2005/07 – Harcourt (Victoria) – E.coli, Formaldehyde

Harcourt (Victoria) – E.coli
11/4/07: Harcourt (Victoria) 2org/100mL (sample at customer tap).
No known cause. Operation of the Castlemaine WTP checked and OK (no E.Coli). Re-sampling completed showing no further E.Coli
“E.coli

Thermotolerant coliforms are a sub-group of coliforms that are able to grow at 44.5 ± 0.2°C. E. coli is the most common thermotolerant coliform present in faeces and is regarded as the most specific indicator of recent faecal contamination because generally it is not capable of growth in the environment. In contrast, some other thermotolerant coliforms (including strains of Klebsiella, Citrobacter and Enterobacter) are able to grow in the environment and their presence is not necessarily related to faecal contamination. While tests for thermotolerant coliforms can be simpler than for E. coli, E. coli is considered a superior indicator for detecting faecal contamination…” ADWG

“E.coli

Thermotolerant coliforms are a sub-group of coliforms that are able to grow at 44.5 ± 0.2°C. E. coli is the most common thermotolerant coliform present in faeces and is regarded as the most specific indicator of recent faecal contamination because generally it is not capable of growth in the environment. In contrast, some other thermotolerant coliforms (including strains of Klebsiella, Citrobacter and Enterobacter) are able to grow in the environment and their presence is not necessarily related to faecal contamination. While tests for thermotolerant coliforms can be simpler than for E. coli, E. coli is considered a superior indicator for detecting faecal contamination…” ADWG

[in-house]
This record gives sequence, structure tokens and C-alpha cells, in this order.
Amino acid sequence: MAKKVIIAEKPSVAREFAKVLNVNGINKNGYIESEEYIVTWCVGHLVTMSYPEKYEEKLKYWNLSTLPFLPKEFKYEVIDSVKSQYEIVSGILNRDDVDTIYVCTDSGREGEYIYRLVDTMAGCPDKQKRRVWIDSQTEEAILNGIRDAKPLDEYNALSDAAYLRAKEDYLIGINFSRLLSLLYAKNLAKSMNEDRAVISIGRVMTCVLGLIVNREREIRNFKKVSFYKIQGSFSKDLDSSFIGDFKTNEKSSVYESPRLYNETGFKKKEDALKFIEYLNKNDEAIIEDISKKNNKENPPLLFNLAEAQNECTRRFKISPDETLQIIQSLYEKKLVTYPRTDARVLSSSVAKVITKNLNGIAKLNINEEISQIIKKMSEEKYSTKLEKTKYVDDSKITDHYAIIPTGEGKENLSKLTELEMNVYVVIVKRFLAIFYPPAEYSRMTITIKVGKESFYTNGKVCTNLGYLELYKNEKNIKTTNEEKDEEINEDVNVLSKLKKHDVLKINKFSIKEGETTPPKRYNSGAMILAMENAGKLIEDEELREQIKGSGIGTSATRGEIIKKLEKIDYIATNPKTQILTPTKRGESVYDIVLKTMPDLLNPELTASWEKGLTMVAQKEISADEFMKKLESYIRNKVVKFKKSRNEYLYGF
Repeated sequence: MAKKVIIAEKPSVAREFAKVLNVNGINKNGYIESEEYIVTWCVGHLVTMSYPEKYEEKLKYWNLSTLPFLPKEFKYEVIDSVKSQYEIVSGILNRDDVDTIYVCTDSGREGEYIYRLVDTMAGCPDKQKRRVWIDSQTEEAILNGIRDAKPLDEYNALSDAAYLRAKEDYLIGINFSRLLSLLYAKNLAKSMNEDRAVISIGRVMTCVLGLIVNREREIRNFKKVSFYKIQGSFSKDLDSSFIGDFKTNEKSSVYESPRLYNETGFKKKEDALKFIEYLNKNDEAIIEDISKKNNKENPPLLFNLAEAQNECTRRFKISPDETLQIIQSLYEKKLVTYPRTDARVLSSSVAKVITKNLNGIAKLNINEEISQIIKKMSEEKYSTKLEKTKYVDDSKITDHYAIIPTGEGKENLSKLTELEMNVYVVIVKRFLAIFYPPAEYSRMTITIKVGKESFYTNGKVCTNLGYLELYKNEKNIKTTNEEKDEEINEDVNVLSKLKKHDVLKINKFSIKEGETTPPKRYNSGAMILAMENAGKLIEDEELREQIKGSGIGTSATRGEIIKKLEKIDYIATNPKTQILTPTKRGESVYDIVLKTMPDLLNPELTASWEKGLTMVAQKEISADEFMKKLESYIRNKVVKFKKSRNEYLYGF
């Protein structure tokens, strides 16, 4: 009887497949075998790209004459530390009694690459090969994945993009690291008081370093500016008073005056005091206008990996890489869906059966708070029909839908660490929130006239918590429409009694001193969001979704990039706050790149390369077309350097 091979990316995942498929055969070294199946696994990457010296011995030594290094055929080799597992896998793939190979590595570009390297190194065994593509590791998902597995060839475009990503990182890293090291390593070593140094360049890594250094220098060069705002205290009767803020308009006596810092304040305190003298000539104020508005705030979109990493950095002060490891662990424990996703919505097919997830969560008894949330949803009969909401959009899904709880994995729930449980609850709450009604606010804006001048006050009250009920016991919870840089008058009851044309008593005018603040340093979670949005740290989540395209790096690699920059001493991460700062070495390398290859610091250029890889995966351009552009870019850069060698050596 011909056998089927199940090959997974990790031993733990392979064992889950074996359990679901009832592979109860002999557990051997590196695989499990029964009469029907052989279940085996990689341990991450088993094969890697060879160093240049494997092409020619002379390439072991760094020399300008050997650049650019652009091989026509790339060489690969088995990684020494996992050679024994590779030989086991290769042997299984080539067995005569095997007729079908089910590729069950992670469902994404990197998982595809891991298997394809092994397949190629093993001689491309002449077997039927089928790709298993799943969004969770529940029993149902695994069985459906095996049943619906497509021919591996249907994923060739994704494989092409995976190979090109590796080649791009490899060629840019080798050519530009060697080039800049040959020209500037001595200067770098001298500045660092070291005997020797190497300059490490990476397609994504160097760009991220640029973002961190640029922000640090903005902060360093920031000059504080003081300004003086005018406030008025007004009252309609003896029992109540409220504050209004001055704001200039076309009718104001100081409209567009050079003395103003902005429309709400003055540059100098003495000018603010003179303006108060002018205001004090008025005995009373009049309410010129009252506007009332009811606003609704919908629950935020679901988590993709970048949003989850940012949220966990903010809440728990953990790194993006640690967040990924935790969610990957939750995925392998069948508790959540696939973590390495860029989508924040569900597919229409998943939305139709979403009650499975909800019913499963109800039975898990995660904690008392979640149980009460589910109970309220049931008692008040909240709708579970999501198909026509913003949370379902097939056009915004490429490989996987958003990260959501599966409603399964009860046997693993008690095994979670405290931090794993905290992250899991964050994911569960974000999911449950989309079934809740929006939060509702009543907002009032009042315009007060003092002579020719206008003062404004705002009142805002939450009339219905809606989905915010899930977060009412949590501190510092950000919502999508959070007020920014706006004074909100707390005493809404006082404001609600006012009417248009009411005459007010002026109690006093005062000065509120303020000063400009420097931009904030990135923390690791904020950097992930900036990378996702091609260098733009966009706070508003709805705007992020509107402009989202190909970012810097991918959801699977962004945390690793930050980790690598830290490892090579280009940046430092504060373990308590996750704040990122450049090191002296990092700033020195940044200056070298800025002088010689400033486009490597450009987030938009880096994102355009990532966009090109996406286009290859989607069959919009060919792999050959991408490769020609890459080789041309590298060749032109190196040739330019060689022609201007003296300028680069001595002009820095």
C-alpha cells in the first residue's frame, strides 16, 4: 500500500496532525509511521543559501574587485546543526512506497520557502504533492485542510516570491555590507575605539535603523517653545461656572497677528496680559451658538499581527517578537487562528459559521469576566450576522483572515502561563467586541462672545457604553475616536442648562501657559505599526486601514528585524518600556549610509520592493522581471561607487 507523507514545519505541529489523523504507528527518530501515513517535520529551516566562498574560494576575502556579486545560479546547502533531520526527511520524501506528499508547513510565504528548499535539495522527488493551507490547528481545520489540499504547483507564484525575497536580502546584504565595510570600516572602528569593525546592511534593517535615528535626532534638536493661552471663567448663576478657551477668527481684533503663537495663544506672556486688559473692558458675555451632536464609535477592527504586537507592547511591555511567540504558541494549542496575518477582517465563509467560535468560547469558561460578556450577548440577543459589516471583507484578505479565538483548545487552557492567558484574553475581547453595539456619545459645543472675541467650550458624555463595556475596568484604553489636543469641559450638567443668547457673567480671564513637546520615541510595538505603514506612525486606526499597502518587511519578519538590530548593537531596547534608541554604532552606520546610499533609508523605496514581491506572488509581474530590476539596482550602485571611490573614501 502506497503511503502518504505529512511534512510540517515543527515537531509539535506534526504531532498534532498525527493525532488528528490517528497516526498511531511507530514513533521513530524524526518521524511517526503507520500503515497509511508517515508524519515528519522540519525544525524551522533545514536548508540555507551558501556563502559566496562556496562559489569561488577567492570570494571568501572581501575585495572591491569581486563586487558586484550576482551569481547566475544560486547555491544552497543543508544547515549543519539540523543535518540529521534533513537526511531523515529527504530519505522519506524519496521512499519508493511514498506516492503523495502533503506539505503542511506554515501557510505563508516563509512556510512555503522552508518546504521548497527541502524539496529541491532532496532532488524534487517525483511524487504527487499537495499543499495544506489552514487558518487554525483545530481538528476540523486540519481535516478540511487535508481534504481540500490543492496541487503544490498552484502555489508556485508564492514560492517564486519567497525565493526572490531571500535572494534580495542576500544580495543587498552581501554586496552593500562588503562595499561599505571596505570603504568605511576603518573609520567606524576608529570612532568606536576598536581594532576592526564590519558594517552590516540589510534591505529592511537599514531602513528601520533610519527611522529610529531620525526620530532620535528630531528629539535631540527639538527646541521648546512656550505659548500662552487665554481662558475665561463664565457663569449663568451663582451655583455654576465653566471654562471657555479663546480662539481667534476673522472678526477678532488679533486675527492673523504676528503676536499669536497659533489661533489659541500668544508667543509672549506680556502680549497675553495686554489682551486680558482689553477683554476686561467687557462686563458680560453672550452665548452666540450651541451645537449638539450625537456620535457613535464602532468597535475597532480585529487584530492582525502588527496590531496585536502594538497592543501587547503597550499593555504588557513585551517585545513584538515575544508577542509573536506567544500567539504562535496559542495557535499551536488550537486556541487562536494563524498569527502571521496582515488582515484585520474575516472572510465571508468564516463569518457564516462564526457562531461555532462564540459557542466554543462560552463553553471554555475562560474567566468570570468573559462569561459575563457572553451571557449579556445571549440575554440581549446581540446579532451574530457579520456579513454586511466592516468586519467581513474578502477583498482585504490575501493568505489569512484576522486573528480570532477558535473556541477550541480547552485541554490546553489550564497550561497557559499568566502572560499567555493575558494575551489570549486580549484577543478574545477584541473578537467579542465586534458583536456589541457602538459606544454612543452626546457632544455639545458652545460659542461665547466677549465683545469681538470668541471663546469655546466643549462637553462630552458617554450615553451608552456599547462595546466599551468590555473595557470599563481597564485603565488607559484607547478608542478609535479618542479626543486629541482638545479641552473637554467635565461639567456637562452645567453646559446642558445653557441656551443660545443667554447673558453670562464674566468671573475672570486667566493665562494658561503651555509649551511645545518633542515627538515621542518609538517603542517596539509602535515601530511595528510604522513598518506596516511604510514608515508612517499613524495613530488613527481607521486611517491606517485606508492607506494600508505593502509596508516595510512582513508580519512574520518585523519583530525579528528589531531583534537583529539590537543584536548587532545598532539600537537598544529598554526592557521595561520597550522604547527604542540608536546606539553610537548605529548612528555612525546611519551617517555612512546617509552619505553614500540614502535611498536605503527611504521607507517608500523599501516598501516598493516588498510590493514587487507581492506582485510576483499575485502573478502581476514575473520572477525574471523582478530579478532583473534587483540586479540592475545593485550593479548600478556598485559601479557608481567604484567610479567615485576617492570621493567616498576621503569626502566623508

2005/6 – Harcourt (Victoria) – Formaldehyde

2005/6 – Harcourt (Victoria) – Formaldehyde 1mg/L (maximum detection)

Guideline: Based on health considerations, the concentration of formaldehyde in drinking water should not exceed 0.5 mg/L.
GENERAL DESCRIPTION
Formaldehyde may be present in drinking water through ozonation of naturally occurring humic material, contamination by accidental spills, or deposition from the atmosphere. Typical concentrations in air are probably in the low parts-per-billion range. Overseas, formaldehyde has been detected in ozonated drinking water at concentrations up to 0.03 mg/L.
Formaldehyde is used industrially in the wood, paper and textile industries. It is also used in the production of a number of chemicals and for the preservation of biological material. It is occasionally used as a disinfectant, sometimes to disinfect water filters. Other sources of exposure include cigarette smoke and food. Formaldehyde is present in almost all common foods, and adult dietary intake is estimated at 11 mg/day. Drinking water would contribute less than 10% of total intake.
TYPICAL VALUES IN AUSTRALIAN DRINKING WATER
No data are available on the concentrations of formaldehyde in Australian drinking waters